Nearby cesspool focus of council meeting


BRADFORD — Bradford Council discussed a grouping of nine properties outside of the village where the properties’ septic systems have failed, causing the creation of a cesspool, during their meeting Thursday evening.

Village Administrator Rick Looker updated the council at a meeting held the night prior to the council’s meeting that included himself, Bradford Mayor Don Stump, the Darke County Commissioners, Adams Township trustees, the Darke County Health Department, a representative from the Darke County Prosecutor’s Office, a representative from Gettysburg, and a representative from the Ohio Environmental Protection Agency about the nine properties and the cesspool forming on Zerber Road.

“They are trying to put together somewhat of a plan,” Looker said.

Looker said that the Darke County commissioners are asking if Gettysburg and the village of Bradford would consider taking in the sewage of those properties for treatment at the village’s wastewater facilities. Darke County would have to pay the upfront cost of installing the infrastructure to connect those properties to wastewater lines. The only cost to the village would be treating the wastewater.

Council member Sandra Miller asked what would happen if the village decided against taking in the wastewater of those properties, which include seven trailers and two houses.

Looker said the properties would be condemned and the occupants of the residences would be evicted.

“Do we have the capabilities to take them in?” council member Bob Daugherty asked.

Looker said that they do. The county would establish a sewer district for those properties, and the village would have to put in a rate structure for that sewer district. The village would then bill that sewer district, which the county would pay. The county would then bill those property owners for the infrastructure to connect those properties to the sewer lines as well as for the cost of treating the sewage.

“If you say you’re not willing to consider it, then that stops the process right there, but if you’re willing to consider it, at least it’s still on the table,” Looker said.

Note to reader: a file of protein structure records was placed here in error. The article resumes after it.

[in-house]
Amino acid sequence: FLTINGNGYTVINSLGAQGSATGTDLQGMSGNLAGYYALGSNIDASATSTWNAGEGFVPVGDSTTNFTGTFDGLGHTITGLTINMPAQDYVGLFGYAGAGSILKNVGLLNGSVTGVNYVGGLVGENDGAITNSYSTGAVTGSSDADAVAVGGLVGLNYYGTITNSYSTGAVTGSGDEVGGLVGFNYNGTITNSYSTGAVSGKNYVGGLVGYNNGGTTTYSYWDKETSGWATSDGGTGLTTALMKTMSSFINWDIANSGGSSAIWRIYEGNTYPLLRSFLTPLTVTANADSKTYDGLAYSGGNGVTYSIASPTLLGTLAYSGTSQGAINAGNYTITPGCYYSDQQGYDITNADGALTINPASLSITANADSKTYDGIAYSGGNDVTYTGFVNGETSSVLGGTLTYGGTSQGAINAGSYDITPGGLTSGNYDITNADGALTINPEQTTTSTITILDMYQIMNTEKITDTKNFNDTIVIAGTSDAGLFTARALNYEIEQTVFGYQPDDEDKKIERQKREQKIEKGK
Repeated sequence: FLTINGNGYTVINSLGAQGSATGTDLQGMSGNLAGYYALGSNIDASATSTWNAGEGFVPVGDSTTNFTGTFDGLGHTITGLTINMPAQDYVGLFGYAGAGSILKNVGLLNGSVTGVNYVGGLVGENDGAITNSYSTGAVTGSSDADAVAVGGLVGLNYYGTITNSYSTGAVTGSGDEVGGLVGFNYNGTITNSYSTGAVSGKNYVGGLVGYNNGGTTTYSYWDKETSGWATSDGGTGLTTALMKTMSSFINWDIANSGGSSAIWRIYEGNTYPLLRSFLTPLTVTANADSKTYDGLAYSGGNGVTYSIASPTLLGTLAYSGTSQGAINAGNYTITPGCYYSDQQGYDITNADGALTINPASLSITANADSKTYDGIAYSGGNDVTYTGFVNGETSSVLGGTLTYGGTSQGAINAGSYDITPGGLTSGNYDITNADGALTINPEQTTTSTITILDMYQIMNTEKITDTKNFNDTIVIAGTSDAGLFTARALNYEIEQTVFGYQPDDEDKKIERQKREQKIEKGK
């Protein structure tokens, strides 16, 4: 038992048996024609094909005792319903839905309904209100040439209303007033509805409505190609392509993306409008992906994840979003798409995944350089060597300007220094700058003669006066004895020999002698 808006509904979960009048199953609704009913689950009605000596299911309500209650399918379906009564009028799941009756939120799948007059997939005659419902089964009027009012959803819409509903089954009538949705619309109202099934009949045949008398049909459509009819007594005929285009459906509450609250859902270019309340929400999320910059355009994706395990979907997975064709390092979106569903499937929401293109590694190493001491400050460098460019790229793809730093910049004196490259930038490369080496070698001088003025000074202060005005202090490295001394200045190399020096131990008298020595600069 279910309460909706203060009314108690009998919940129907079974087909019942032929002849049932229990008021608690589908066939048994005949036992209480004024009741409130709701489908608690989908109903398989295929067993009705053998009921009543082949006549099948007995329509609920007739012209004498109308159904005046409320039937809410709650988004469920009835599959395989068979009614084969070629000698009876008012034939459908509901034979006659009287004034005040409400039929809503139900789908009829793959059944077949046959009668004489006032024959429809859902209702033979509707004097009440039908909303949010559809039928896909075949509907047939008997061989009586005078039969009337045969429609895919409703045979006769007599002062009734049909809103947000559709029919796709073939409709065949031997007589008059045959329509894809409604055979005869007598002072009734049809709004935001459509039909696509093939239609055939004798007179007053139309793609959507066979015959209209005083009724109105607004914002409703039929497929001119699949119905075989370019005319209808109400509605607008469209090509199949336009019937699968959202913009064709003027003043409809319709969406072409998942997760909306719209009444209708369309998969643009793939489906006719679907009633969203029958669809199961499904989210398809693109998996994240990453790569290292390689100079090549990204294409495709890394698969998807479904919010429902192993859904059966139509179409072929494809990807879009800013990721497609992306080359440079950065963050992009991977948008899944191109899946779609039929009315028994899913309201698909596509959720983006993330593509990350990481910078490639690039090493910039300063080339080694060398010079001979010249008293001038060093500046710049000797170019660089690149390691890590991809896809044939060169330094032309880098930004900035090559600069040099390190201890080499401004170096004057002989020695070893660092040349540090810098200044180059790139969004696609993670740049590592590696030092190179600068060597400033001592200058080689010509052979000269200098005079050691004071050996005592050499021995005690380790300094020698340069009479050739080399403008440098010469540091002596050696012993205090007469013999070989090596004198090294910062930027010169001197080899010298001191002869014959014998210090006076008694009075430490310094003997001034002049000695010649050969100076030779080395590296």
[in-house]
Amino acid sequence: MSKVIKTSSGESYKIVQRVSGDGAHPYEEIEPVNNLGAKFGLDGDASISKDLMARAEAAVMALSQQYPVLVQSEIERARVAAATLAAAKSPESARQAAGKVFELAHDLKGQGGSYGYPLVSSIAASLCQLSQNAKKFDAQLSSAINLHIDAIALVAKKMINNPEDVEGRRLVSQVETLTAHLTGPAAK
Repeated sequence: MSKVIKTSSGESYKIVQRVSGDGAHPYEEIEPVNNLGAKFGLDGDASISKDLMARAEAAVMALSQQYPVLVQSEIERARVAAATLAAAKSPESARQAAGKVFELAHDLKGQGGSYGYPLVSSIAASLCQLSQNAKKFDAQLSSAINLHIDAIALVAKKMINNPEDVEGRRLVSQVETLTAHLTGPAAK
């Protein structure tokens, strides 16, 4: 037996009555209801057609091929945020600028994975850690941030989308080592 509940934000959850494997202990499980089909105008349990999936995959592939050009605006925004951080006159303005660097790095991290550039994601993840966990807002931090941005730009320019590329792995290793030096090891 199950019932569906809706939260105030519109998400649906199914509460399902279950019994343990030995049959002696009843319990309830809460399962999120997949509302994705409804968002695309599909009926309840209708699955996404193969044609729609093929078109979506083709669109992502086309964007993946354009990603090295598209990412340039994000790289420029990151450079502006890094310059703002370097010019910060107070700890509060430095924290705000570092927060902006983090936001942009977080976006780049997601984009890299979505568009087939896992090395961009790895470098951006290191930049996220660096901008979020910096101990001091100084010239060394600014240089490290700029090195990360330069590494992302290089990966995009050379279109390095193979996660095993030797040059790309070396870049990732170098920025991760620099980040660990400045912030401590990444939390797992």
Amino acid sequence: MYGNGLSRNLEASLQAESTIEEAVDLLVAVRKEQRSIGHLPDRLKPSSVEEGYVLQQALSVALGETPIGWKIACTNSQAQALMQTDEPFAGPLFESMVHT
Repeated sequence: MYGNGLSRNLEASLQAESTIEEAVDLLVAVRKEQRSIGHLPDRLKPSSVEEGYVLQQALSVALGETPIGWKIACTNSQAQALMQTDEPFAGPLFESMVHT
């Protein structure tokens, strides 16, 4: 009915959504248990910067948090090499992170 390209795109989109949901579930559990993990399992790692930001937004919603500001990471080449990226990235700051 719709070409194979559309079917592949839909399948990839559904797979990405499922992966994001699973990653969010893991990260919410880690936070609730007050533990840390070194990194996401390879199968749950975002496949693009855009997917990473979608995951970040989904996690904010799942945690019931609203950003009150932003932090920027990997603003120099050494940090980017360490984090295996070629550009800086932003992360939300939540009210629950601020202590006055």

Looker mentioned there was a concern that the property owners might not pay those costs back, so the county commissioners may decide not to go through with that possible plan even if the village agreed to take in those properties.

“They’re still questioning on whether they want to take on that liability of funding that project without guaranteeing that money will come back to them,” Looker said.

Council member Deb Warner and Stump agreed that they would be willing to consider taking in those properties, although they were not committing to the idea. Council member Jeff Wirrig disagreed, saying that they should not consider it.

“It’s clear out of the jurisdiction,” Wirrig said. “Anything that comes in now should be annexed to this village.” Wirrig added that, in his opinion, most of the trailers there should have already been condemned. “The health department should have done their job a long time ago and gotten rid of them.”

Council member Galen Balmert said he agreed with Wirrig.

The council did not take any action on the measure. They agreed to continue the conversation during their next meeting before telling the county commissioners their decision.

The council approved one item of legislation during the meeting, a resolution allowing Village Clerk Brenda Selanders to transfer funds. This resolution included transferring $7,000 from the street fund for pot hole repairs and crack filling.

Septic systems’ failure causes concern, raises questions

By Sam Wildow

AIM Media

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